• specific keys on some resource type configs would still be useful but not correspond to whether bits are cache-worthy. In particular, there are all kinds of reasons why a get with different params could have identical bits, such as auth info, or its contents be inferable from another cache, such as network optimization params.
  • Similarly, put params have often been used to relate the put to previous steps in the build, which we will still need to do but which would change the config, but conceivably not its cache identifier.

as such, the concept of static vs dynamic configuration seems very important to the resource type author, because some of the keys may substantially change what versions appear in the history.

concretely: if you have a resource for a git repo, it would be intuitive under this new design to push paths and ignore_paths into the get params rather than defining a new resource for every directory that only relates to a few of your builds. But now I have a problem: the resource is producing hella versions, but only some of them relate to the different builds; I therefore have to provide some suspect filtering power for the ignore_paths to be able to be respected as far as triggering is concerned. How do we save the resource author from having to distinguish between static & dynamic in this case? @headcr4sh 's schema plan seems like a viable option but i haven't got a solution in mind that I like.

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vito commented Apr 2, 2018

@jraqula The caching question is extremely tricky. Changing credentials may not affect the contents of the cache, but having the credentials be verified should be a precursor to anyone's ability to use the cache. If they aren't part of the key, and we don't perform any additional verification (there's no resource interface for this), we've got a very serious information leak on our hands (credentials effectively become optional after the first person fetches it)!

Re: paths/ignore_paths, that whole approach is pretty flawed at the moment. It would probably be better to have some way to determine trigger: true dynamically based on some sort of metadata attached to each version. That's quite a complicated topic on its own. In any case, the current properties only have meaning to check, since they influence what versions it collects in the first place. Specifying them on get steps would be too late. Remember: the only thing we check is what they've configured under resources:, so the only config available will be whatever's under source.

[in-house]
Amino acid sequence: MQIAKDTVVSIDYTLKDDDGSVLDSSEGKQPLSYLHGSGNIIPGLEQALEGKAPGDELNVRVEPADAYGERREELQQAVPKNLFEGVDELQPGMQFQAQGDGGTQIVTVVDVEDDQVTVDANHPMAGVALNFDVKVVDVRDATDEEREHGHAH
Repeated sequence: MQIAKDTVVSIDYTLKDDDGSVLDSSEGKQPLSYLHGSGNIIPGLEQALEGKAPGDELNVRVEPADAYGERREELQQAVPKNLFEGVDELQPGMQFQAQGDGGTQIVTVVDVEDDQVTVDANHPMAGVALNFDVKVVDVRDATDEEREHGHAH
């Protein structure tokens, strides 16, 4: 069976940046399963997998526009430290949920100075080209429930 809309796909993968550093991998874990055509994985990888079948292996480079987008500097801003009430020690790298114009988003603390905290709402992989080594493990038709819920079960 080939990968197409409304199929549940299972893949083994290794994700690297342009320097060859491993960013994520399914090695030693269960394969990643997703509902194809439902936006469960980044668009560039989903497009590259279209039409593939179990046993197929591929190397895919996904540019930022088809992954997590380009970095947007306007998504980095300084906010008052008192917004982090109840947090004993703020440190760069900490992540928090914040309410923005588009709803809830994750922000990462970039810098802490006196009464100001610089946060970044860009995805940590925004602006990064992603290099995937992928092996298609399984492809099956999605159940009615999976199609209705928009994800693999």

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ships commented Apr 4, 2018

@vito secondary concern then while I stew over that: params: {force: true} on a put: my-git-resource. That seems like an important thing to be able to do idempotently, but i feel like genuinely would constitute a delete as well -- there may now be spurious SHAs in the version history.

Easy to imagine this sort of idempotent "change" that is neither append-only nor redact-only applying to other resources generally.

As such what would we feel about instead of adding delete and instead (or having delete be a synonym in some way) allow put to specify a delta which includes removed versions in the history?

very basic strategy would be use a context-sensitive diffpatch like diff but without requiring line numbers or their equivalent (as currently put does not have to be aware of the entire history of versions to report the change), which would be possible as long as version strings are required to be unique?

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jchesterpivotal commented Apr 4, 2018

A put with a delta might be better called patch, or am I missing something obvious?

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vito commented Apr 4, 2018

@jraqula I can see the appeal of having put and delete be one interface since they both have just about the same signature:

put    : Config -> Bits -> Set Version
delete : Config -> Bits -> Set Version

We could change it to explicitly return a response object saying "here are the versions I created", "here are the versions I deleted".

Devil's advocate, though - version removal could be discovered by check, maybe even more easily. If check is given a version it doesn't recognize (in the event of a push -f), we could have it return the new latest version and the version preceding it. Concourse would then consider any versions in-between as deleted. We already converge on the return value of check for the version ordering, so it kind of follows that we would have to deal with this type of response value anyway. I suspect this would be easier than teaching the git resource's put action to also know how to detect the versions that it destroyed.

Side note: I'm going to close this issue and make a PR to https://github.com/concourse/rfcs (new repo) instead. This will allow more structure for the discussion. It'll be much easier to follow than a long, gigantic linear discussion with no history as to when the initial issue's proposal has been changed. I'm stealing this pattern from Rust and others.

@vito vito added this to In Flight in Core Apr 9, 2018

@vito vito referenced this issue Apr 10, 2018

Open

RFC: Resources v2 #1

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vito commented Apr 10, 2018

Closing and moving the discussion to concourse/rfcs#1. Thanks everyone who has helped out so far!

@vito vito closed this Apr 10, 2018

Core automation moved this from In Flight to Done Apr 10, 2018

@vito vito added the wontfix label Apr 12, 2018